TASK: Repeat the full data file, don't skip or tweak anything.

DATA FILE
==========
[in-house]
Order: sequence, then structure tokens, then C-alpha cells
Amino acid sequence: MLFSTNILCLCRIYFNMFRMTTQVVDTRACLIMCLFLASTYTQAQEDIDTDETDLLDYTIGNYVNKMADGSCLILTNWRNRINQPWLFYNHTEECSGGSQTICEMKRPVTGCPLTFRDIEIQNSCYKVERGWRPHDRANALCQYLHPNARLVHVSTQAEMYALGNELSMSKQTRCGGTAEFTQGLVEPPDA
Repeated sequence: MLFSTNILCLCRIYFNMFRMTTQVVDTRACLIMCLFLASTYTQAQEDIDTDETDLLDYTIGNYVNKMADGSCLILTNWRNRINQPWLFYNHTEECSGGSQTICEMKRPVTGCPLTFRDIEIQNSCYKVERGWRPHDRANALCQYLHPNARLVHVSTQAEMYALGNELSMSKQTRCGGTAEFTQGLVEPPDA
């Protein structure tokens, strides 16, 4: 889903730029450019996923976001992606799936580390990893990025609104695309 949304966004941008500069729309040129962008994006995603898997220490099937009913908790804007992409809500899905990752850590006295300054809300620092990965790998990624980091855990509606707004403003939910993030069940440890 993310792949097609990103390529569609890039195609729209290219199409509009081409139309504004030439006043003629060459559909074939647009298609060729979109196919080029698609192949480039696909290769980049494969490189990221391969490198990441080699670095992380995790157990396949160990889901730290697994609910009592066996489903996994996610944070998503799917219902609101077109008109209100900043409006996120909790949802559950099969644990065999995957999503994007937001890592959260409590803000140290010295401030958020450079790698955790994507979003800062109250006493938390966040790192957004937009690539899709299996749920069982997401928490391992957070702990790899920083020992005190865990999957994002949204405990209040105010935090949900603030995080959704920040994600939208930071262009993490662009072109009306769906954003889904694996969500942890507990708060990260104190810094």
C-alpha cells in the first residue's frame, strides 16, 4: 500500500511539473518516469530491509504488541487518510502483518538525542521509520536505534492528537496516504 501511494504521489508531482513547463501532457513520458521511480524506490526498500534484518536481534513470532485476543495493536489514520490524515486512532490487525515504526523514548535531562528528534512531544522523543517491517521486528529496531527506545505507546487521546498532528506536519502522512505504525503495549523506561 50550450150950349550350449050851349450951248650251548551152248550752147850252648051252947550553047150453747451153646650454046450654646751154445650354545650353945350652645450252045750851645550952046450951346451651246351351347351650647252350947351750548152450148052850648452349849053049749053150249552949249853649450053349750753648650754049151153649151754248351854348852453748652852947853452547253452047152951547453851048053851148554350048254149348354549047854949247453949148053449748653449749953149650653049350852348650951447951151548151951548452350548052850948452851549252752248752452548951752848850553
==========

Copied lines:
[in-house]
Order: sequence, then structure tokens, then C-alpha cells
Amino acid sequence: MLFSTNILCLCRIYFNMFRMTTQVVDTRACLIMCLFLASTYTQAQEDIDTDETDLLDYTIGNYVNKMADGSCLILTNWRNRINQPWLFYNHTEECSGGSQTICEMKRPVTGCPLTFRDIEIQNSCYKVERGWRPHDRANALCQYLHPNARLVHVSTQAEMYALGNELSMSKQTRCGGTAEFTQGLVEPPDA
Repeated sequence: MLFSTNILCLCRIYFNMFRMTTQVVDTRACLIMCLFLASTYTQAQEDIDTDETDLLDYTIGNYVNKMADGSCLILTNWRNRINQPWLFYNHTEECSGGSQTICEMKRPVTGCPLTFRDIEIQNSCYKVERGWRPHDRANALCQYLHPNARLVHVSTQAEMYALGNELSMSKQTRCGGTAEFTQGLVEPPDA
């Protein structure tokens, strides 16, 4: 889903730029450019996923976001992606799936580390990893990025609104695309 949304966004941008500069729309040129962008994006995603898997220490099937009913908790804007992409809500899905990752850590006295300054809300620092990965790998990624980091855990509606707004403003939910993030069940440890 993310792949097609990103390529569609890039195609729209290219199409509009081409139309504004030439006043003629060459559909074939647009298609060729979109196919080029698609192949480039696909290769980049494969490189990221391969490198990441080699670095992380995790157990396949160990889901730290697994609910009592066996489903996994996610944070998503799917219902609101077109008109209100900043409006996120909790949802559950099969644990065999995957999503994007937001890592959260409590803000140290010295401030958020450079790698955790994507979003800062109250006493938390966040790192957004937009690539899709299996749920069982997401928490391992957070702990790899920083020992005190865990999957994002949204405990209040105010935090949900603030995080959704920040994600939208930071262009993490662009072109009306769906954003889904694996969500942890507990708060990260104190810094």
C-alpha cells in the first residue's frame, strides 16, 4: 500500500511539473518516469530491509504488541487518510502483518538525542521509520536505534492528537496516504 501511494504521489508531482513547463501532457513520458521511480524506490526498500534484518536481534513470532485476543495493536489514520490524515486512532490487525515504526523514548535531562528528534512531544522523543517491517521486528529496531527506545505507546487521546498532528506536519502522512505504525503495549523506561 50550450150950349550350449050851349450951248650251548551152248550752147850252648051252947550553047150453747451153646650454046450654646751154445650354545650353945350652645450252045750851645550952046450951346451651246351351347351650647252350947351750548152450148052850648452349849053049749053150249552949249853649450053349750753648650754049151153649151754248351854348852453748652852947853452547253452047152951547453851048053851148554350048254149348354549047854949247453949148053449748653449749953149650653049350852348650951447951151548151951548452350548052850948452851549252752248752452548951752848850553